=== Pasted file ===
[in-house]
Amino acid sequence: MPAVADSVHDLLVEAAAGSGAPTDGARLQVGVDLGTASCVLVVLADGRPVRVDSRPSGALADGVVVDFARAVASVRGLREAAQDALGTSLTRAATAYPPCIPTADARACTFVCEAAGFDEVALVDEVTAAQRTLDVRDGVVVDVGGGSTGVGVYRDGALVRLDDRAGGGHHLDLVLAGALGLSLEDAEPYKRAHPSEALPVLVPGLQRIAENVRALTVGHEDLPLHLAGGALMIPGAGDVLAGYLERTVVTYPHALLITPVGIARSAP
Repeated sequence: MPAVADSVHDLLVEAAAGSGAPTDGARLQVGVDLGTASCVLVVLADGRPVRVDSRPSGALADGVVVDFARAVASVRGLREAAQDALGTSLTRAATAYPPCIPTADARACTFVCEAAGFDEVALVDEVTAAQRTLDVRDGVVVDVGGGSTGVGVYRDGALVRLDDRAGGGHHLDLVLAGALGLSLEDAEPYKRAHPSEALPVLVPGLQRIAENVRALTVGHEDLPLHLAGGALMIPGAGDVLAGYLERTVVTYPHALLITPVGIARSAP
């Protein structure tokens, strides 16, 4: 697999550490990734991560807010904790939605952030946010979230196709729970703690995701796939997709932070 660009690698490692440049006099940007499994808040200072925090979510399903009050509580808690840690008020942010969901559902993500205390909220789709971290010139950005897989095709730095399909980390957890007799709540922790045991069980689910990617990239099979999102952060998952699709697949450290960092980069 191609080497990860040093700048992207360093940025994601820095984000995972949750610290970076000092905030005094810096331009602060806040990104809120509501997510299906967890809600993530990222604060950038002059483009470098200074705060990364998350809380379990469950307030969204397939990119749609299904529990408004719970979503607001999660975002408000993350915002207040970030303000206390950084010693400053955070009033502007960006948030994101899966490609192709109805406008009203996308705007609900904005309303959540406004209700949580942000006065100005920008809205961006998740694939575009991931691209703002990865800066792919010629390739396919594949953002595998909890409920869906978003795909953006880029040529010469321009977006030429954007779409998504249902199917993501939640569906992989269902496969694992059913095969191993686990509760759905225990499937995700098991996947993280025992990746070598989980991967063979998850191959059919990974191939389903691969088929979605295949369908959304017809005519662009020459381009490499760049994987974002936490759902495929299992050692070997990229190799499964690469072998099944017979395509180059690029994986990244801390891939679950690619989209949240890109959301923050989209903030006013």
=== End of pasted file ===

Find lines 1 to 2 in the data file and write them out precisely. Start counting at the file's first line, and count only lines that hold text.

[in-house]
Amino acid sequence: MPAVADSVHDLLVEAAAGSGAPTDGARLQVGVDLGTASCVLVVLADGRPVRVDSRPSGALADGVVVDFARAVASVRGLREAAQDALGTSLTRAATAYPPCIPTADARACTFVCEAAGFDEVALVDEVTAAQRTLDVRDGVVVDVGGGSTGVGVYRDGALVRLDDRAGGGHHLDLVLAGALGLSLEDAEPYKRAHPSEALPVLVPGLQRIAENVRALTVGHEDLPLHLAGGALMIPGAGDVLAGYLERTVVTYPHALLITPVGIARSAP